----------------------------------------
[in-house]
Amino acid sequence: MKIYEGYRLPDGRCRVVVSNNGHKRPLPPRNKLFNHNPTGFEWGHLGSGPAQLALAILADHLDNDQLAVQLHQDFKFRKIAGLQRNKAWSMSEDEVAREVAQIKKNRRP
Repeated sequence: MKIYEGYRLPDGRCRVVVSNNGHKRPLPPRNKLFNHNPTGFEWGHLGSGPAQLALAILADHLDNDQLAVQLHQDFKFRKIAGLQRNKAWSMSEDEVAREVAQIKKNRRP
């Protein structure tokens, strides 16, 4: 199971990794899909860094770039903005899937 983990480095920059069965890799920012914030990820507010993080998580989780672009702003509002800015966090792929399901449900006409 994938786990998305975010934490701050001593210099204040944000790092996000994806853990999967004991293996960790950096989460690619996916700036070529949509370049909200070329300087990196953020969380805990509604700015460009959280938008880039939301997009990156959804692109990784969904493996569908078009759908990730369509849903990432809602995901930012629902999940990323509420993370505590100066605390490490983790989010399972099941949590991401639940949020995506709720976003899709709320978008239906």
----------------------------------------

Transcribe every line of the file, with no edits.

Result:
[in-house]
Amino acid sequence: MKIYEGYRLPDGRCRVVVSNNGHKRPLPPRNKLFNHNPTGFEWGHLGSGPAQLALAILADHLDNDQLAVQLHQDFKFRKIAGLQRNKAWSMSEDEVAREVAQIKKNRRP
Repeated sequence: MKIYEGYRLPDGRCRVVVSNNGHKRPLPPRNKLFNHNPTGFEWGHLGSGPAQLALAILADHLDNDQLAVQLHQDFKFRKIAGLQRNKAWSMSEDEVAREVAQIKKNRRP
């Protein structure tokens, strides 16, 4: 199971990794899909860094770039903005899937 983990480095920059069965890799920012914030990820507010993080998580989780672009702003509002800015966090792929399901449900006409 994938786990998305975010934490701050001593210099204040944000790092996000994806853990999967004991293996960790950096989460690619996916700036070529949509370049909200070329300087990196953020969380805990509604700015460009959280938008880039939301997009990156959804692109990784969904493996569908078009759908990730369509849903990432809602995901930012629902999940990323509420993370505590100066605390490490983790989010399972099941949590991401639940949020995506709720976003899709709320978008239906």